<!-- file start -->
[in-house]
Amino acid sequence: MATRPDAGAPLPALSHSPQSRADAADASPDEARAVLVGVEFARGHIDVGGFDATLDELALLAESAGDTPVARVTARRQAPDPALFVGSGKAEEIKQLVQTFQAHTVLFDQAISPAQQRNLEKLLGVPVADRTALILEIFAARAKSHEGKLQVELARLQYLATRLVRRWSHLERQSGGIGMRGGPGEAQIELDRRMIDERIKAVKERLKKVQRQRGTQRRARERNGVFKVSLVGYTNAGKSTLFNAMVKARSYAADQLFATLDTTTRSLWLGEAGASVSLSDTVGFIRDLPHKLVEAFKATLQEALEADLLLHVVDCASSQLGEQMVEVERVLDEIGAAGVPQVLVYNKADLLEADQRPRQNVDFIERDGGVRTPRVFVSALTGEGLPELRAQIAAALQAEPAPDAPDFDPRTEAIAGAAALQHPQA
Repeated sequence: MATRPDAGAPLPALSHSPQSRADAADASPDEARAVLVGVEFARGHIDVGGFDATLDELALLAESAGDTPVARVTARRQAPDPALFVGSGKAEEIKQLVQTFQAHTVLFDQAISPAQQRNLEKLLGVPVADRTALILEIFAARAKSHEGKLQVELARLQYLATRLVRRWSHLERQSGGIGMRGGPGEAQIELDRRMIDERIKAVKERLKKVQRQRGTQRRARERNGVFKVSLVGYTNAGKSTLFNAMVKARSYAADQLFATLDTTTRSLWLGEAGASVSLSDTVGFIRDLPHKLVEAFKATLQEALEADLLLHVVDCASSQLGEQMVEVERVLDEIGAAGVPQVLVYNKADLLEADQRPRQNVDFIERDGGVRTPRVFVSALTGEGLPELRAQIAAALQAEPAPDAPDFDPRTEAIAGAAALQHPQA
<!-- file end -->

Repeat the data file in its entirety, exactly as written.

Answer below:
[in-house]
Amino acid sequence: MATRPDAGAPLPALSHSPQSRADAADASPDEARAVLVGVEFARGHIDVGGFDATLDELALLAESAGDTPVARVTARRQAPDPALFVGSGKAEEIKQLVQTFQAHTVLFDQAISPAQQRNLEKLLGVPVADRTALILEIFAARAKSHEGKLQVELARLQYLATRLVRRWSHLERQSGGIGMRGGPGEAQIELDRRMIDERIKAVKERLKKVQRQRGTQRRARERNGVFKVSLVGYTNAGKSTLFNAMVKARSYAADQLFATLDTTTRSLWLGEAGASVSLSDTVGFIRDLPHKLVEAFKATLQEALEADLLLHVVDCASSQLGEQMVEVERVLDEIGAAGVPQVLVYNKADLLEADQRPRQNVDFIERDGGVRTPRVFVSALTGEGLPELRAQIAAALQAEPAPDAPDFDPRTEAIAGAAALQHPQA
Repeated sequence: MATRPDAGAPLPALSHSPQSRADAADASPDEARAVLVGVEFARGHIDVGGFDATLDELALLAESAGDTPVARVTARRQAPDPALFVGSGKAEEIKQLVQTFQAHTVLFDQAISPAQQRNLEKLLGVPVADRTALILEIFAARAKSHEGKLQVELARLQYLATRLVRRWSHLERQSGGIGMRGGPGEAQIELDRRMIDERIKAVKERLKKVQRQRGTQRRARERNGVFKVSLVGYTNAGKSTLFNAMVKARSYAADQLFATLDTTTRSLWLGEAGASVSLSDTVGFIRDLPHKLVEAFKATLQEALEADLLLHVVDCASSQLGEQMVEVERVLDEIGAAGVPQVLVYNKADLLEADQRPRQNVDFIERDGGVRTPRVFVSALTGEGLPELRAQIAAALQAEPAPDAPDFDPRTEAIAGAAALQHPQA